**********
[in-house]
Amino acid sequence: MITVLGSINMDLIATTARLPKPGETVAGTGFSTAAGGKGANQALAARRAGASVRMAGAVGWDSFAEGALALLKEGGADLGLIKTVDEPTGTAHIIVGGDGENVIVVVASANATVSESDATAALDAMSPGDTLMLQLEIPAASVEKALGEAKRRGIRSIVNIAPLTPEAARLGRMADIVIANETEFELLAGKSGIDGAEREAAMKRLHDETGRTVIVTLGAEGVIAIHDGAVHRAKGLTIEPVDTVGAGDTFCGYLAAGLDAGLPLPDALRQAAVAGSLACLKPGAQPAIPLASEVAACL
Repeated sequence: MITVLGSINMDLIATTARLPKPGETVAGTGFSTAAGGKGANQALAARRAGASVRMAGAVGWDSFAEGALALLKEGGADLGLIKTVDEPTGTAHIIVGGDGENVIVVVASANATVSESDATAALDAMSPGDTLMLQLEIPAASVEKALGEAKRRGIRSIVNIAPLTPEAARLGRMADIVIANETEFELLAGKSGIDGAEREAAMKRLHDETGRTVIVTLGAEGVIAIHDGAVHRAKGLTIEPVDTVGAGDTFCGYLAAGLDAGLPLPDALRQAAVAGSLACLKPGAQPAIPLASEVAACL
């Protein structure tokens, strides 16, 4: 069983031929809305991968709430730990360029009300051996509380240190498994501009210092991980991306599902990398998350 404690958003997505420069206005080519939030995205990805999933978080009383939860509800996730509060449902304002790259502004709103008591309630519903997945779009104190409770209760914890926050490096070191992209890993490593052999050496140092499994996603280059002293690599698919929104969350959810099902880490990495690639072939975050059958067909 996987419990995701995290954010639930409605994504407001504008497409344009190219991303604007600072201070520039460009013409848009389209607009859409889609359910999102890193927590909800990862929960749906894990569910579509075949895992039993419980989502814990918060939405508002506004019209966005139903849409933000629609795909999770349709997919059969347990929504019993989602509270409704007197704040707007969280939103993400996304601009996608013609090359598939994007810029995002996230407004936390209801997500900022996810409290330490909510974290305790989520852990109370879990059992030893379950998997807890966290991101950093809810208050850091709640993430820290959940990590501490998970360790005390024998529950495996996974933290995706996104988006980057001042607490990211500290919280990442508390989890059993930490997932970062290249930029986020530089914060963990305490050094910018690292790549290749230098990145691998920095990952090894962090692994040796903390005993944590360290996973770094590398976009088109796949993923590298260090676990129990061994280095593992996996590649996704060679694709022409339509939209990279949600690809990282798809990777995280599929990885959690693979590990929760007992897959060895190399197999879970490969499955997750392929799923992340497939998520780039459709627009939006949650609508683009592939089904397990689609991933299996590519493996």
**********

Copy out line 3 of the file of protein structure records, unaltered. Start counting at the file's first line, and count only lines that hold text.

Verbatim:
Repeated sequence: MITVLGSINMDLIATTARLPKPGETVAGTGFSTAAGGKGANQALAARRAGASVRMAGAVGWDSFAEGALALLKEGGADLGLIKTVDEPTGTAHIIVGGDGENVIVVVASANATVSESDATAALDAMSPGDTLMLQLEIPAASVEKALGEAKRRGIRSIVNIAPLTPEAARLGRMADIVIANETEFELLAGKSGIDGAEREAAMKRLHDETGRTVIVTLGAEGVIAIHDGAVHRAKGLTIEPVDTVGAGDTFCGYLAAGLDAGLPLPDALRQAAVAGSLACLKPGAQPAIPLASEVAACL